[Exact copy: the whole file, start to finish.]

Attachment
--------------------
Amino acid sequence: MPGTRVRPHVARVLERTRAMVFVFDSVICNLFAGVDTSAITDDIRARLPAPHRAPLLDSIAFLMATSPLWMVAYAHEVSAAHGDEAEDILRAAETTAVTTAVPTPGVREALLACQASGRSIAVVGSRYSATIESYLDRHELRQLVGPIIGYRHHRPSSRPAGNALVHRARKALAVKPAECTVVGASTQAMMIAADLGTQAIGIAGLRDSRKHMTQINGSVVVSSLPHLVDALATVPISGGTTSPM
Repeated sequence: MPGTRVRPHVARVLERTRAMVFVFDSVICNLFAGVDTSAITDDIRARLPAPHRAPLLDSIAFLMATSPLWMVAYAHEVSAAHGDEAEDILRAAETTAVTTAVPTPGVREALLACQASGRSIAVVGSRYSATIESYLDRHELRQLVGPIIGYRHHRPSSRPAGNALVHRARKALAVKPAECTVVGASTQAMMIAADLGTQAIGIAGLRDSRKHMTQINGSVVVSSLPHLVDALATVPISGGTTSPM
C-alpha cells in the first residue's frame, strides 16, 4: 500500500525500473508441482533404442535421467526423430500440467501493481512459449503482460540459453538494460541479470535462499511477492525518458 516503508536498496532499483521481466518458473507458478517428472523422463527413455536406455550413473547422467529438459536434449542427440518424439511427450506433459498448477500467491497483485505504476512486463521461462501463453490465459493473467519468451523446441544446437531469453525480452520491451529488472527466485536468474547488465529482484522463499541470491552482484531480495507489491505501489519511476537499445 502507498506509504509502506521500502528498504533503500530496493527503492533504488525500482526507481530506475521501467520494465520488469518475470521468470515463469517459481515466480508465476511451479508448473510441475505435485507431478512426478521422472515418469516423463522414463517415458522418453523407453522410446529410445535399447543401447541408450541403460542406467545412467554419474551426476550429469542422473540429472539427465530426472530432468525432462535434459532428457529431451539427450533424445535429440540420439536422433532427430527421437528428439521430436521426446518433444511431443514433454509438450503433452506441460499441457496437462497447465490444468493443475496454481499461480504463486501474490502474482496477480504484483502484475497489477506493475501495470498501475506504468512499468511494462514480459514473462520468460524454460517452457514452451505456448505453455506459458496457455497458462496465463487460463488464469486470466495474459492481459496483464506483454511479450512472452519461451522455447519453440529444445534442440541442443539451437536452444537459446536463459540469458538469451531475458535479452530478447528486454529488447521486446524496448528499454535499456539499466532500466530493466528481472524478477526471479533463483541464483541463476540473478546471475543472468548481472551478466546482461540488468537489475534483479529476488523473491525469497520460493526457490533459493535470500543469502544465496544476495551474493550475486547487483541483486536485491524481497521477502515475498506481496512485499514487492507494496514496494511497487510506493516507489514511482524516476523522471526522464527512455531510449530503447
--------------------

Amino acid sequence: MPGTRVRPHVARVLERTRAMVFVFDSVICNLFAGVDTSAITDDIRARLPAPHRAPLLDSIAFLMATSPLWMVAYAHEVSAAHGDEAEDILRAAETTAVTTAVPTPGVREALLACQASGRSIAVVGSRYSATIESYLDRHELRQLVGPIIGYRHHRPSSRPAGNALVHRARKALAVKPAECTVVGASTQAMMIAADLGTQAIGIAGLRDSRKHMTQINGSVVVSSLPHLVDALATVPISGGTTSPM
Repeated sequence: MPGTRVRPHVARVLERTRAMVFVFDSVICNLFAGVDTSAITDDIRARLPAPHRAPLLDSIAFLMATSPLWMVAYAHEVSAAHGDEAEDILRAAETTAVTTAVPTPGVREALLACQASGRSIAVVGSRYSATIESYLDRHELRQLVGPIIGYRHHRPSSRPAGNALVHRARKALAVKPAECTVVGASTQAMMIAADLGTQAIGIAGLRDSRKHMTQINGSVVVSSLPHLVDALATVPISGGTTSPM
C-alpha cells in the first residue's frame, strides 16, 4: 500500500525500473508441482533404442535421467526423430500440467501493481512459449503482460540459453538494460541479470535462499511477492525518458 516503508536498496532499483521481466518458473507458478517428472523422463527413455536406455550413473547422467529438459536434449542427440518424439511427450506433459498448477500467491497483485505504476512486463521461462501463453490465459493473467519468451523446441544446437531469453525480452520491451529488472527466485536468474547488465529482484522463499541470491552482484531480495507489491505501489519511476537499445 502507498506509504509502506521500502528498504533503500530496493527503492533504488525500482526507481530506475521501467520494465520488469518475470521468470515463469517459481515466480508465476511451479508448473510441475505435485507431478512426478521422472515418469516423463522414463517415458522418453523407453522410446529410445535399447543401447541408450541403460542406467545412467554419474551426476550429469542422473540429472539427465530426472530432468525432462535434459532428457529431451539427450533424445535429440540420439536422433532427430527421437528428439521430436521426446518433444511431443514433454509438450503433452506441460499441457496437462497447465490444468493443475496454481499461480504463486501474490502474482496477480504484483502484475497489477506493475501495470498501475506504468512499468511494462514480459514473462520468460524454460517452457514452451505456448505453455506459458496457455497458462496465463487460463488464469486470466495474459492481459496483464506483454511479450512472452519461451522455447519453440529444445534442440541442443539451437536452444537459446536463459540469458538469451531475458535479452530478447528486454529488447521486446524496448528499454535499456539499466532500466530493466528481472524478477526471479533463483541464483541463476540473478546471475543472468548481472551478466546482461540488468537489475534483479529476488523473491525469497520460493526457490533459493535470500543469502544465496544476495551474493550475486547487483541483486536485491524481497521477502515475498506481496512485499514487492507494496514496494511497487510506493516507489514511482524516476523522471526522464527512455531510449530503447